3. My company works on military hardware and is currently working to AMS QQ-P-35. Citric acid is sometimes quoted as a potential fix but is not approved (according to the way I read the spec). If other shops are using citric acid, are they doing so on military hardware? If so, how do you conform to the spec and still use citric acid?

Jeff Walton
Process Engineer - Sherman, Texas


2003

A. Jeff, don't use Type II. Use Type VIII. It's cheaper, it's less hassle, and it works for both 303 and 416. We switched several years ago and haven't had any more etching.

You may have to run some tests so as to have documentation to satisfy some of your customers. Type VIII isn't listed as a recommended bath for 303 or 416 in the back chart of QQ-P-35. Yet if folks get porky about specsmanship issues, you can likely point to the first cancellation notice of QQ-P-35, which sent you to ASTM A967 [link by ed. to spec at TechStreet] . That spec allows various combinations of bath, time, and temp provided you pass the testing. In ASTM nomenclature, I recommend Nitric 4 rather than Nitric 1.

lee gearhart
Lee Gearhart
metallurgist



2003

A. I agree with Lee's comments about using nitric Type VIII if you have to use nitric acid for these grades. A number of our customers have had success with this.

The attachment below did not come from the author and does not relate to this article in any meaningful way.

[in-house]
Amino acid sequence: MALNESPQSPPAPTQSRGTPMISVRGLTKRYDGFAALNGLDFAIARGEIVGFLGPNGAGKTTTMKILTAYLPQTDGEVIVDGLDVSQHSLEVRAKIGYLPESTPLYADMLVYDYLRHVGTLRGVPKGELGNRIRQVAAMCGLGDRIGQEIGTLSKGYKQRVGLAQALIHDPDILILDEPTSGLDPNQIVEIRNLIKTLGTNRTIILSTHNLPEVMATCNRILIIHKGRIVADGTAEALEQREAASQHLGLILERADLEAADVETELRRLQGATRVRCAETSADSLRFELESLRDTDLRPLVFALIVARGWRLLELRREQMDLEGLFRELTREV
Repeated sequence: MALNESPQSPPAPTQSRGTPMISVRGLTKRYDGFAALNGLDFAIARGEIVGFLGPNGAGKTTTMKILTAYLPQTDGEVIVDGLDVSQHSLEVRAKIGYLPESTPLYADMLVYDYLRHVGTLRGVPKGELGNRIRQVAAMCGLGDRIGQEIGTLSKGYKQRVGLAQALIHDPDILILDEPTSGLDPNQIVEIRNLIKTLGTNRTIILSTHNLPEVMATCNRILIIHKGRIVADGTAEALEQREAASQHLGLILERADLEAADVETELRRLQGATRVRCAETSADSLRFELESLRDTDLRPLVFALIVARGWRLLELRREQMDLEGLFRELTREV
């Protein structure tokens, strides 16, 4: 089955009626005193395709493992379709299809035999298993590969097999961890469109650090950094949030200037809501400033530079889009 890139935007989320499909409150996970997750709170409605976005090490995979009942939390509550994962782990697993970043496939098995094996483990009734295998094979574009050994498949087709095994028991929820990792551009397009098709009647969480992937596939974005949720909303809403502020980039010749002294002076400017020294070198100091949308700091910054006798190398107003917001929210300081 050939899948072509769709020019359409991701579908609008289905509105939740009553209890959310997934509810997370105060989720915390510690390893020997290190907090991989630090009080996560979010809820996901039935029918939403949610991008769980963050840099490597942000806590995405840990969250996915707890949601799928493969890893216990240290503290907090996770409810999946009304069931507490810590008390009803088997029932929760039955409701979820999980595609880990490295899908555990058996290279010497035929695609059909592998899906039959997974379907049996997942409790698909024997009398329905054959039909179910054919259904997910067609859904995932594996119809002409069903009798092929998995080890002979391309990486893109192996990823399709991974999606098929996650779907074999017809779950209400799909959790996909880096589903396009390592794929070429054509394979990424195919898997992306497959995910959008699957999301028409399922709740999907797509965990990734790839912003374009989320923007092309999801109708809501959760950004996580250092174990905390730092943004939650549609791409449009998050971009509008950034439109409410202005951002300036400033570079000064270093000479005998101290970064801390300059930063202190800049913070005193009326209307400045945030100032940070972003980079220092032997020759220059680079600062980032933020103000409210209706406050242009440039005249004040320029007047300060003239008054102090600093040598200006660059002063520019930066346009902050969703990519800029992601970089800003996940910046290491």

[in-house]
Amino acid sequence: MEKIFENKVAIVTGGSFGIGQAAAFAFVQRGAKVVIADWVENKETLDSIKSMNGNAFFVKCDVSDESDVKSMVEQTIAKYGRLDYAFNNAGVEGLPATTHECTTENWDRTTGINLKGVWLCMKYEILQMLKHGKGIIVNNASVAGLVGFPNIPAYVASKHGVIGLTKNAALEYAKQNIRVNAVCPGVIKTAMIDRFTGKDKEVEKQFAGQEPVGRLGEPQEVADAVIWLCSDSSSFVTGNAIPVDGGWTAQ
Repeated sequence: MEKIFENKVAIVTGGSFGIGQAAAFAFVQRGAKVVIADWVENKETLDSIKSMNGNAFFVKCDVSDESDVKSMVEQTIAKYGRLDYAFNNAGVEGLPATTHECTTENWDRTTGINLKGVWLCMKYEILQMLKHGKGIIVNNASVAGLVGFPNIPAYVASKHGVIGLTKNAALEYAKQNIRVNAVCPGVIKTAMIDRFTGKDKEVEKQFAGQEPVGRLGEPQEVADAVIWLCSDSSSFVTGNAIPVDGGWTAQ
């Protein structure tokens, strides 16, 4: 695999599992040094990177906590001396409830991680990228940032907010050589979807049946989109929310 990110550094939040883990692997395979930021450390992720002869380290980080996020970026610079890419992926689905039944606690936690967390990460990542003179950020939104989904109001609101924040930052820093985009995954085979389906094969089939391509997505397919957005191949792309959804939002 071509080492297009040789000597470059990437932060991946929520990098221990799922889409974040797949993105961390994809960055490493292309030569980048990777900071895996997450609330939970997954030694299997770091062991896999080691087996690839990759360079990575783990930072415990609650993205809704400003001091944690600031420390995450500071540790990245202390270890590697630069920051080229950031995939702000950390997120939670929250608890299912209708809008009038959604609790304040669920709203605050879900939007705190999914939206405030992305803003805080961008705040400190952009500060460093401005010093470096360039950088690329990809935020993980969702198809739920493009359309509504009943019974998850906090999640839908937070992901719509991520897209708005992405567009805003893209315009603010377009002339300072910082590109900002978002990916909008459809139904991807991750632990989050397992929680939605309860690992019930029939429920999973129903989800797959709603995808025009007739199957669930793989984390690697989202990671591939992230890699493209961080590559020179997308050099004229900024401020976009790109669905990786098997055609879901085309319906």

The most accepted theory about what is happening is that the sulfides bloom to the surface through the grain boundaries. This causes a number of problems and reactions with the nitric acid solution, especially after you have done a number of parts in the solution and pulled some sulfide into the solution.

If you read the manuals on this most everyone agrees that you need to pretreat with alkaline before passivation of these grades. This is not only to prevent the frosting, but also to get better passivation and prevent post passivation discoloration from the sulfides. Talk to the steel companies.

Military has approved the use of ASTM A-967 for passivation of their parts, since the cancellation of AMS-QQ-P-35 [link by ed. to spec at TechStreet]. If it is aerospace, however, you must use either AMS QQ-P-35 or AMS2700 [link by ed. to spec at TechStreet], which is replacing AMS QQ-P-35. AMS 2700 allows the use of nitric or citric acid formulations.